Many luxury marketers, among them Prada and Patek Philippe, are quick to point out that the discount club store is by no means authorized to sell their high-end handbags, watches and what-have-you, and those that are there have been obtained from secondary sources. While that may be the case for some brands, other industry insiders acknowledge they've indeed made such "deals with the devil" to rid themselves of overstock from traditional retailers.
The list of high-end items on Costco.com certainly reads like a veritable who's who of upscale brands, among them Hugo Boss, Fendi, Kate Spade and Antik Denim. But none want to even talk about it, much less promote the fact that their prestigious products are showing up in fluorescent-lit warehouses.
"Working with Costco is part of the business that you do very discreetly because you certainly don't want to have your brand perceived as down-market, but everybody's doing it," said a high-level marketing executive for a top menswear designer. The executive noted that fashion brands often will turn to Costco to sell current-season items that haven't sold well in department stores. "If designers could go without selling Costco, they would do it, but in today's day and age, it's not very easy to do."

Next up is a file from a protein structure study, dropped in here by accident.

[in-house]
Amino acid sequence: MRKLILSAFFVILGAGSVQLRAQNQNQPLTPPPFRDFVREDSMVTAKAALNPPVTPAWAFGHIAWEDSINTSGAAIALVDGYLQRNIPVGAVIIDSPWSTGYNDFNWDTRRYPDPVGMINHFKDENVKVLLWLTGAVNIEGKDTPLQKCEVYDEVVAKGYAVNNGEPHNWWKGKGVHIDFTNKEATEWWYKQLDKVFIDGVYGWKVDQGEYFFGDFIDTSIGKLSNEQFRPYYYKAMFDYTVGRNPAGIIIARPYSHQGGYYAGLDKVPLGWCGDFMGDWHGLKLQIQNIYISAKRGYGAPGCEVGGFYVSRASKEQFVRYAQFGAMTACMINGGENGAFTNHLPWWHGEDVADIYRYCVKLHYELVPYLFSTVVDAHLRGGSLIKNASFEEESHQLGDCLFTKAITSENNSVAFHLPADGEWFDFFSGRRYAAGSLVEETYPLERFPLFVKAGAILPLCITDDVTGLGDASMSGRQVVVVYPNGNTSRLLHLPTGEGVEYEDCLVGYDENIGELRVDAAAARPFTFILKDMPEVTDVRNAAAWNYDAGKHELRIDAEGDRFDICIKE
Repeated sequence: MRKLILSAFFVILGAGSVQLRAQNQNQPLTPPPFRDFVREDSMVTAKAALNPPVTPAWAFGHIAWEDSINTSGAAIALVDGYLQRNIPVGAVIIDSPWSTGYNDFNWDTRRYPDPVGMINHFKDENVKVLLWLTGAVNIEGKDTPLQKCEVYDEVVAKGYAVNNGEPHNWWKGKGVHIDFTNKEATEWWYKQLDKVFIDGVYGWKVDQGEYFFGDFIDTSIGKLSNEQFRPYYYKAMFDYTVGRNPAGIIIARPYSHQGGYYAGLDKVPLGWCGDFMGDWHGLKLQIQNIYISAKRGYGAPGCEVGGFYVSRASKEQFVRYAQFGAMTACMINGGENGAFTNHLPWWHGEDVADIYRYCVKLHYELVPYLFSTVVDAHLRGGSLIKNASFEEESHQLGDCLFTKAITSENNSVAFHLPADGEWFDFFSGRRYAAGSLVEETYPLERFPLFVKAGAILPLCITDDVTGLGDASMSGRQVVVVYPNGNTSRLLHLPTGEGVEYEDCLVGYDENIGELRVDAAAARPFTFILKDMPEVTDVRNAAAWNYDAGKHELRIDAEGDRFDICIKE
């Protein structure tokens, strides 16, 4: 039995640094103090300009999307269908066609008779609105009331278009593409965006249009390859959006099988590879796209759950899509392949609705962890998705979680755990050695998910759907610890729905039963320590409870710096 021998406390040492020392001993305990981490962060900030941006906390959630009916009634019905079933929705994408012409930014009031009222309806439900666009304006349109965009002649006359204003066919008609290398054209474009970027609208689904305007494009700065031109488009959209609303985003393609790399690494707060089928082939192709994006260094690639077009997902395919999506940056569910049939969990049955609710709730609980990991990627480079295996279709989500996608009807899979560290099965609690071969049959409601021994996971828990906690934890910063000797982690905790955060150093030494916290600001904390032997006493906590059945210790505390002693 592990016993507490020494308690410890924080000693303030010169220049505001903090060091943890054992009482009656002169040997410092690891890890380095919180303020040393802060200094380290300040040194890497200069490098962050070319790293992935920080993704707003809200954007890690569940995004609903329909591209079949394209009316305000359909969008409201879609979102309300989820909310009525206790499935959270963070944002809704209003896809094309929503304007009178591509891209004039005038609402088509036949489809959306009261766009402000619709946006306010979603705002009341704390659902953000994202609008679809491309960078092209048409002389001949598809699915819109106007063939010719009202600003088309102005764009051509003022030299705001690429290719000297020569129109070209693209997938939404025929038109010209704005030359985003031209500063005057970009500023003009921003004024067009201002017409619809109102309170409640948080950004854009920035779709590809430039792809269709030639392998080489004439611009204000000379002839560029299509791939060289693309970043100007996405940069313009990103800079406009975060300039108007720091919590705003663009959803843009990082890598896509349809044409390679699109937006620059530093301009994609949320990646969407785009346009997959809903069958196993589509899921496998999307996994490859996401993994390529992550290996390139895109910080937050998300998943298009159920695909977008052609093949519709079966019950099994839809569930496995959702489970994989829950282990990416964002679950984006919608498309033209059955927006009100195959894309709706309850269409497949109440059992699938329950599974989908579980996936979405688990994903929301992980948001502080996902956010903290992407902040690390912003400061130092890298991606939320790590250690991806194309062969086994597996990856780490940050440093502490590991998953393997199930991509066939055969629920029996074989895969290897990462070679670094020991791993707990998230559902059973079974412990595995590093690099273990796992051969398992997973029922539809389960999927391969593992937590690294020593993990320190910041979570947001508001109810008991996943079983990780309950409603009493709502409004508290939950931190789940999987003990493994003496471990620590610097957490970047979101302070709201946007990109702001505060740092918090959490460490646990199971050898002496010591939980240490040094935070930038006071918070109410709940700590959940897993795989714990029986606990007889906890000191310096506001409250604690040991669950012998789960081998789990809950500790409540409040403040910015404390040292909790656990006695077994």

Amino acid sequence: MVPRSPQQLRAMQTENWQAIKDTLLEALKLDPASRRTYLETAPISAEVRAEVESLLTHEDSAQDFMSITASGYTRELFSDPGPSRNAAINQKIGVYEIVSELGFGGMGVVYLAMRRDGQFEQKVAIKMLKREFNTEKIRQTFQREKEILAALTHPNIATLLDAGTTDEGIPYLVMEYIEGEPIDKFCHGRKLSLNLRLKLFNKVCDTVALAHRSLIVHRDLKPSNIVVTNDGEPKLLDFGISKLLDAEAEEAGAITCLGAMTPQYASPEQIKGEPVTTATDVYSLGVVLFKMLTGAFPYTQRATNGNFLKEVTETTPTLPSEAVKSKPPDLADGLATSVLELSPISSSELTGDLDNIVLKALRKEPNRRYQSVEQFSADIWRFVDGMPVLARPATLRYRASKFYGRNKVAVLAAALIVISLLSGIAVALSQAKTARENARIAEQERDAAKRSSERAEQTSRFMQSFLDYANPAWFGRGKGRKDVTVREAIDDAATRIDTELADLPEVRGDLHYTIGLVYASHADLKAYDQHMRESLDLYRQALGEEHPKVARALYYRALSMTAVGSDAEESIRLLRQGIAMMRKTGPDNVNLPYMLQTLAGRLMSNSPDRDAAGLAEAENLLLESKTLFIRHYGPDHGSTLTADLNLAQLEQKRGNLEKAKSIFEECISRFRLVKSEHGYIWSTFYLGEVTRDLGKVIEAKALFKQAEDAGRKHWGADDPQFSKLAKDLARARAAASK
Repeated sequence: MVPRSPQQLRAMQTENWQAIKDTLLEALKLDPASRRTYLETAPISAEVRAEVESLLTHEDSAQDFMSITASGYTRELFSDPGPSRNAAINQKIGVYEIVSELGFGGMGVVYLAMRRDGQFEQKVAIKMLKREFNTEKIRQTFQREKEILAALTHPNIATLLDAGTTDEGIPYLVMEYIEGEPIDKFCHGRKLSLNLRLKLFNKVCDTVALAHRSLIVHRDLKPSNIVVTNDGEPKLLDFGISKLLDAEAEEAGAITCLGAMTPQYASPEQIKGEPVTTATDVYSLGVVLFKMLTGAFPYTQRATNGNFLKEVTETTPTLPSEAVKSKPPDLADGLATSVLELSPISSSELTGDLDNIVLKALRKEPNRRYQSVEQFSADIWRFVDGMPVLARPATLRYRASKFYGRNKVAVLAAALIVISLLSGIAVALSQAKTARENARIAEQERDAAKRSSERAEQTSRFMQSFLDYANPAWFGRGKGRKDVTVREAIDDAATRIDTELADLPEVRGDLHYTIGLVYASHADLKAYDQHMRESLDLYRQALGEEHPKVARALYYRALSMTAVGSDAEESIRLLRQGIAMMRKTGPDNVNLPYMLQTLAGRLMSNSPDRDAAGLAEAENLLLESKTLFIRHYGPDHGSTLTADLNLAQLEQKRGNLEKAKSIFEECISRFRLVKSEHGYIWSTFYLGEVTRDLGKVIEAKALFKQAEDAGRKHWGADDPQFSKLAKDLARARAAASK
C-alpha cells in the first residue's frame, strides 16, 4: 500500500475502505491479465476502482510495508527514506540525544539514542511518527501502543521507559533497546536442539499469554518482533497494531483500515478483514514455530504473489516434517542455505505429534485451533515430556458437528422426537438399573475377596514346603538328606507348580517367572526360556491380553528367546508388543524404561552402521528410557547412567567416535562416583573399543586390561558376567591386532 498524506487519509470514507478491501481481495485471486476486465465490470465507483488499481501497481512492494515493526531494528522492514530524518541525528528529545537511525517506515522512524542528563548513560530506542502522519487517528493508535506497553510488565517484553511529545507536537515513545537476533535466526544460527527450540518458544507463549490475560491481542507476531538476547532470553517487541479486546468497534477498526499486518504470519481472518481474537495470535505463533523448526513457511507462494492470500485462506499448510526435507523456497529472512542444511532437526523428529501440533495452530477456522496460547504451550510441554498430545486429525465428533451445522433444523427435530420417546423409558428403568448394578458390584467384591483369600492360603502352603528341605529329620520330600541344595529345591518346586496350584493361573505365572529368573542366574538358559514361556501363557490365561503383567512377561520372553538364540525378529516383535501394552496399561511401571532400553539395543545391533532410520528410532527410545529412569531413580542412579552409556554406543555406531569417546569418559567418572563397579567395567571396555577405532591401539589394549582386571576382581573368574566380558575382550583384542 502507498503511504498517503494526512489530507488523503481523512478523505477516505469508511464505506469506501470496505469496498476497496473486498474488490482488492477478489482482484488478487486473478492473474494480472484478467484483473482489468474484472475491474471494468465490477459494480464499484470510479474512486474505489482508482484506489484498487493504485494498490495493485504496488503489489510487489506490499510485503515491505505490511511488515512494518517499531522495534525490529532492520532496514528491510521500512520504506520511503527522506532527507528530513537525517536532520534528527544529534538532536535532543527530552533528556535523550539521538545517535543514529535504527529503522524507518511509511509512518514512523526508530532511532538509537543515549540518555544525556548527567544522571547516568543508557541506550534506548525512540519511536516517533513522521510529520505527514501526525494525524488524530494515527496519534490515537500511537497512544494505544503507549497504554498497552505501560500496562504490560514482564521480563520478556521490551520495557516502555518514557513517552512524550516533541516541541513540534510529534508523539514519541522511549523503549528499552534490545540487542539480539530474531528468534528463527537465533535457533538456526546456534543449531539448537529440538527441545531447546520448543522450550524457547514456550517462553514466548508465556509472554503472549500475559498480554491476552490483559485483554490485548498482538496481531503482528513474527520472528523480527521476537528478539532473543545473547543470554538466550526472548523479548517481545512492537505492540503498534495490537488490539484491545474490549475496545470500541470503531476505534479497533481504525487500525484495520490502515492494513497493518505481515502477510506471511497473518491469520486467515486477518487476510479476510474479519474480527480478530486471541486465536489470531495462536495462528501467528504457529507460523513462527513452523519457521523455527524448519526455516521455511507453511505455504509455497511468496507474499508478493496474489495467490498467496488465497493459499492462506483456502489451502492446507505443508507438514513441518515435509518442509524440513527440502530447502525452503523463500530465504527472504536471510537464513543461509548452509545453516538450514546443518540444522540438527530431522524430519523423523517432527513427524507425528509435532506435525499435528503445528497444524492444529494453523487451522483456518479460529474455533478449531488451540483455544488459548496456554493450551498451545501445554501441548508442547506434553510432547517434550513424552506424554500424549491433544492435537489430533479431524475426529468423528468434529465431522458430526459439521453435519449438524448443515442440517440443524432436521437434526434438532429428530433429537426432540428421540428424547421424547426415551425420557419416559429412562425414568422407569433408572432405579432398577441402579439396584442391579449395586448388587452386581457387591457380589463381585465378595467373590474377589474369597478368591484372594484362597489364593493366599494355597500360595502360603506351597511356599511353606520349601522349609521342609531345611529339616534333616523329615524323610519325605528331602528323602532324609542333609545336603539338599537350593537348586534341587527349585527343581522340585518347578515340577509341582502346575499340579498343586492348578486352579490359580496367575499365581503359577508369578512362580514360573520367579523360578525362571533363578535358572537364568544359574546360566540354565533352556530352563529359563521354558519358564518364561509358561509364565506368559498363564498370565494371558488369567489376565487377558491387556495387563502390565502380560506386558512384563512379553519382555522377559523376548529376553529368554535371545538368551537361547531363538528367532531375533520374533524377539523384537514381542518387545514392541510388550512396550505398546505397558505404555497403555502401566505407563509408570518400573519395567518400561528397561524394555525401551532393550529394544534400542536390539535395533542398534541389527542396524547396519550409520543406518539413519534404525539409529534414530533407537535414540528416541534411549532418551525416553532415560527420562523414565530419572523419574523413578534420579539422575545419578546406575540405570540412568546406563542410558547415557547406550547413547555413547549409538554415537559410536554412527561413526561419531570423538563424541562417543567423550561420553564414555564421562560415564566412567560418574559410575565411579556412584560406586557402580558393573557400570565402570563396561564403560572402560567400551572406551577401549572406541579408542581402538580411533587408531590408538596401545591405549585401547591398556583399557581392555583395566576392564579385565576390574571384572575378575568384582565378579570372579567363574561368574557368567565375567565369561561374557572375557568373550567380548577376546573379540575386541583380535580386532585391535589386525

Costco admits the reticence of high-end marketers to enter the club channel, especially out of fear of alienating crucial department-store customers. But, according to Joel Benoliel, senior VP-membership and marketing, that battle continues to be fought-and won. The number of "finer" labels at the chain is far greater than a decade ago.
'Damage to image'
Costco's interest in borrowing the prestige of luxury brands has drawn the ire of marketers such as Patek Philippe. Hank Edelman, president of the privately held luxury watchmaker, said Costco has been asked to cease selling a handful of Patek Philippe timepieces-including the Gondolo Calendario 18K white gold men's watch offered for $31,999.99 on Costco.com-that were snapped up, he said, from the "gray market."
"Nothing against Costco-I'm a customer-but being there is damaging to our image," Mr. Edelman said. The watches, which range in price from $10,000 to $800,000, have been billed for 167 years as handcrafted in small quantities vs. the bulk image Costco has been built on.
Certainly some brands-even the better designers-have club stores in their sights as a strategy to grow sales (see story, above).
Warnaco Group, for one, is using Costco and other club stores as regular distributors of specially produced lines under its Calvin Klein, Nautica and Speedo brands. Promoting that fact, however, is not something it's interested in, especially as it pours more money into marketing and advertising to elevate its brands' prestige.